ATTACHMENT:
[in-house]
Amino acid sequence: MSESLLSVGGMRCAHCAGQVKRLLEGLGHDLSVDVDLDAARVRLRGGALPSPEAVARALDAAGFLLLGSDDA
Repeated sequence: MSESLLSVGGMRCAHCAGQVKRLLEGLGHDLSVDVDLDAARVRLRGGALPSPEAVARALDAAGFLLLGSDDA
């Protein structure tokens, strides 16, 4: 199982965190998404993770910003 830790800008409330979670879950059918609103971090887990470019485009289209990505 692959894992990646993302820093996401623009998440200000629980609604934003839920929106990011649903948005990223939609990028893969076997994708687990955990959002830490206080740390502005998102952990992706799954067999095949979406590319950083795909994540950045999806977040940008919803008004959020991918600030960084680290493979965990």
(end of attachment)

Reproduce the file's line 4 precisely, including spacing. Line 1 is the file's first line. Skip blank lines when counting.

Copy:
């Protein structure tokens, strides 16, 4: 199982965190998404993770910003 830790800008409330979670879950059918609103971090887990470019485009289209990505 692959894992990646993302820093996401623009998440200000629980609604934003839920929106990011649903948005990223939609990028893969076997994708687990955990959002830490206080740390502005998102952990992706799954067999095949979406590319950083795909994540950045999806977040940008919803008004959020991918600030960084680290493979965990």